SHERIDAN — All school districts in Wyoming will soon have to teach computer science and coding courses. For Sheridan County School District 2, the process has already begun in full force.
SCSD2 has worked with Sheridan College and Whitney Benefits for the past few years to offer more computer courses in secondary schools. This year, it began doing something similar in elementary schools. Currently, there are about 35 kindergarten through fifth-grade teachers receiving training from Abby Hurley, the Sheridan College computer science youth outreach coordinator.
SCSD2 superintendent Craig Dougherty said the new initiative shows SCSD2’s proactive approach to computer education. He said the school district is thinking decades into the future about technology-related jobs, most of which probably don’t yet exist.
“It’s not waiting for somebody to mandate it or to make it part of a state regulation or a law,” Dougherty said. “Our job is, ‘What is it down the road, 10, 20, 30, 40, 50 years for our students? What do we need to do to prepare them?’”
Hurley’s part-time position began this year. She is employed by the college and her salary is part of a seven-year, $2.1 million grant from Whitney Benefits to improve local coding and computer science. Despite technically working for the college, Hurley spends the vast majority of her weekly hours in the five elementary schools in Sheridan. Hurley holds a master’s degree in instructional technology and previously taught at Sagebrush Elementary School for seven years, instructing fourth- and fifth- graders.
The position opened up this summer and she applied because it sounded like a dream job. Hurley had planned to stay home this year with her young son but couldn’t pass up the opportunity.
She has taught after-school coding in the past, but it has never been part of elementary school curriculum until now. With Hurley’s new role, every student should learn coding by the time they reach middle school.
Hurley has two different roles: helping elementary school teachers prep to teach coding and teaching lesson plans to students herself, usually for 30 to 45 minutes. The lessons occur during regular class time and can be part of another subject like math or science.
All 35 elementary school teachers volunteered to receive instruction from Hurley, which has made the transition into her job fairly seamless. Hurley asks teachers to provide computer science instruction for an average of 30 minutes per week.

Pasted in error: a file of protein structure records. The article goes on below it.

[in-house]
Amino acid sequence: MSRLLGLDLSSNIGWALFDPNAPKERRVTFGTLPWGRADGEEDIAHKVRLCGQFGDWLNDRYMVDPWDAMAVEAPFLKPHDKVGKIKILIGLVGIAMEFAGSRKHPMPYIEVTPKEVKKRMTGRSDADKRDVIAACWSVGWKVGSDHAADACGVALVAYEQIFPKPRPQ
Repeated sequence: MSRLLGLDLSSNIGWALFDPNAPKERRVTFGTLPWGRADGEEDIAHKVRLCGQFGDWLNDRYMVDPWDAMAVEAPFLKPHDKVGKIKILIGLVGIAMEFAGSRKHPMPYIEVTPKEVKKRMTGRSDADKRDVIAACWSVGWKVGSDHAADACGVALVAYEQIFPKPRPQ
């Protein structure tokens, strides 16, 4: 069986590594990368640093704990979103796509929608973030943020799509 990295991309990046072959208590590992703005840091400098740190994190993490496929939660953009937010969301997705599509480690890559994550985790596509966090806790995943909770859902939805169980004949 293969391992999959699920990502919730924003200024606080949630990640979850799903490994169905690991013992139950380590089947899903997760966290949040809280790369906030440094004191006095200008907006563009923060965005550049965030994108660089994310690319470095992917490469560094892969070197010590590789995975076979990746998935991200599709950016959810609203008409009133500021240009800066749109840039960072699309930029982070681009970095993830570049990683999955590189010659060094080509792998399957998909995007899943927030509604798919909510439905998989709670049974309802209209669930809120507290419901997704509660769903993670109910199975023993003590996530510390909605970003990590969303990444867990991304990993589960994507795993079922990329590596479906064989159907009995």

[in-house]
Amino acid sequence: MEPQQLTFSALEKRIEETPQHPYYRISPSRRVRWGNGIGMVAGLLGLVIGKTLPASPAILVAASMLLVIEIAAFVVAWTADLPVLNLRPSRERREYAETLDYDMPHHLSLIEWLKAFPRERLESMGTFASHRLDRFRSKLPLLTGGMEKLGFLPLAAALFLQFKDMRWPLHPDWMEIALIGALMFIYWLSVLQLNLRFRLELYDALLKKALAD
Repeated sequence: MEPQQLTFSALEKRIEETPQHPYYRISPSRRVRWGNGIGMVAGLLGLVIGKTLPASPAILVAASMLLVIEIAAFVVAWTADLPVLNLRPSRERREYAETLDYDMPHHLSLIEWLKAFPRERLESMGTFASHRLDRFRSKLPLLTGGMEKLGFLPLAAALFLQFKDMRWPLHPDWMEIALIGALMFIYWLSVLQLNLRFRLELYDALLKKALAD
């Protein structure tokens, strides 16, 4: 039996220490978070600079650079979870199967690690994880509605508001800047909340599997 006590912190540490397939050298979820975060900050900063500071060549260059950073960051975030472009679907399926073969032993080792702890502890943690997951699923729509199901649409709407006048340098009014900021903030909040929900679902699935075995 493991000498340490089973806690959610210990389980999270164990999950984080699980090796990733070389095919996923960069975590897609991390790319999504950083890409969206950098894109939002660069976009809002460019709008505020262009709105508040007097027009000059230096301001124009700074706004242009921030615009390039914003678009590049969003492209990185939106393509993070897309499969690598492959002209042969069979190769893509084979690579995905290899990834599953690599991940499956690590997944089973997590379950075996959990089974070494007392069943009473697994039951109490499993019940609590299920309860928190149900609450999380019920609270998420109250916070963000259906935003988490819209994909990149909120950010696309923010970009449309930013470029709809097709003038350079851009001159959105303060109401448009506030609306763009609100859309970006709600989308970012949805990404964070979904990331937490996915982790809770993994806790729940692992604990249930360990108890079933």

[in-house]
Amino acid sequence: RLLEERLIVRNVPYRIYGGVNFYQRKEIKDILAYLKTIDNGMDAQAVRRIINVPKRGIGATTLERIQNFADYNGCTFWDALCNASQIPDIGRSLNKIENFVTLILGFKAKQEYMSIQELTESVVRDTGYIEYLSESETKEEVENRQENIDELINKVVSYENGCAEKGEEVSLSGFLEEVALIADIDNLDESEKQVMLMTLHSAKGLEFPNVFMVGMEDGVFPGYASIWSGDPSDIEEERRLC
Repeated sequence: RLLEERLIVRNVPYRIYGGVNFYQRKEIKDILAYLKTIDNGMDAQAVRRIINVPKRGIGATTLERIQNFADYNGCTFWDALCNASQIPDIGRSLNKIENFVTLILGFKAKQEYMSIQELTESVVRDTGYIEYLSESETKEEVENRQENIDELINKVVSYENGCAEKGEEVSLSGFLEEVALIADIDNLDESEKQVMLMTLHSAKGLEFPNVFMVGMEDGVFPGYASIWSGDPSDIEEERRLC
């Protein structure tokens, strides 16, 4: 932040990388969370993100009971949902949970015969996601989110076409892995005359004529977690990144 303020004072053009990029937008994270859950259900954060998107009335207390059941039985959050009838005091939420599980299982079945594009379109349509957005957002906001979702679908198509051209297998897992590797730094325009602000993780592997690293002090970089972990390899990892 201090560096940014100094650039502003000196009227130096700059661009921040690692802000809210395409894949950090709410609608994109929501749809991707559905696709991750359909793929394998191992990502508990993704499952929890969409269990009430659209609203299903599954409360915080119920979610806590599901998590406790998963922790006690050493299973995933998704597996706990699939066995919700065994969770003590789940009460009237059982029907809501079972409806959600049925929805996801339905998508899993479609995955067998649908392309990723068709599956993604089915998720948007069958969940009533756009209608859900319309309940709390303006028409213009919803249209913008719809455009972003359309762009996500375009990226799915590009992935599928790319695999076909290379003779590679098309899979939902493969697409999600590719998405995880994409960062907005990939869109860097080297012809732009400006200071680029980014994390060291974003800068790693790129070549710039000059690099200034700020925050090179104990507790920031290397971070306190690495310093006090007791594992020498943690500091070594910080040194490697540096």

Rep. Mark Kinner, R-Sheridan, is a member of the Joint Education Committee and supported a bill that the Wyoming Legislature approved in February of this year to add computer science to the state’s educational basket of goods. The bill mandates that all school districts teach computer science and computational thinking courses by the 2022-23 school year.
Kinner also attended the Wyoming Governor’s Business Forum in mid-November and said business leaders from around the state talked about the importance of adding computer science to all schools.
“I think (Sheridan County School) District 2 certainly is ahead of the curve by offering it to so many different students and in coordinating it with the college,” Kinner said. “We’re probably considered the envy of the state and maybe the poster child in going ahead and moving our students forward with that.”
Because of the recent bill, Hurley’s role will likely evolve over the years to focus on aligning curriculum with state standards. She will also eventually help with the curriculum transition from elementary to middle school. That will ensure students don’t learn the same computer science topics in fifth and sixth grade, for example.
Hurley said time management was difficult, especially in the beginning of the year when she met with dozens of instructors.
“You only have so many hours in a day and you have so many standards you have to hit, so how do we squeeze [computer science and coding] in?” Hurley said.
Several months into the school year, Hurley’s level of involvement now varies by teacher. Some only needed one or two lessons early in the semester and could teach the subject on their own, while others still have Hurley teach students every week.
During lessons, students mainly create games or puzzles through coding. K-2 students use the coding language ScratchJr on iPads and third- through fifth-graders work with the language Scratch through Google Chromebooks.
Hurley said discipline problems during her lessons are non-existent because students are absorbed in the technology.
“This kind of thing, they just eat it up,” Hurley said.
Hurley also works with the consulting company Boot Up to give trainings and presentations to teachers. Hurley builds more specific lesson plans based on the general curriculum outline from Boot Up.
In addition to the approximately three dozen elementary teachers already working, Hurley said SCSD2 is ready for more educators to join in the future.
“We’re hoping it’ll just continue to grow organically,” Hurley said. “[Teachers] will see down the hall, like, ‘What are they doing in there?’ or you’ll see your own child coming home with a project or talking about a project and think, ‘I want to do that in my classroom, too.’”
Hurley said the early education is vital to helping students land future jobs in growing industries.
“Computers are everywhere, all day long, and you don’t want to just be a consumer of the technology, but we want our students to be able to produce this technology,” Hurley said.
Similar practices will likely occur in all Wyoming schools in future years, but SCSD2 is not wasting any time on computer science and coding education.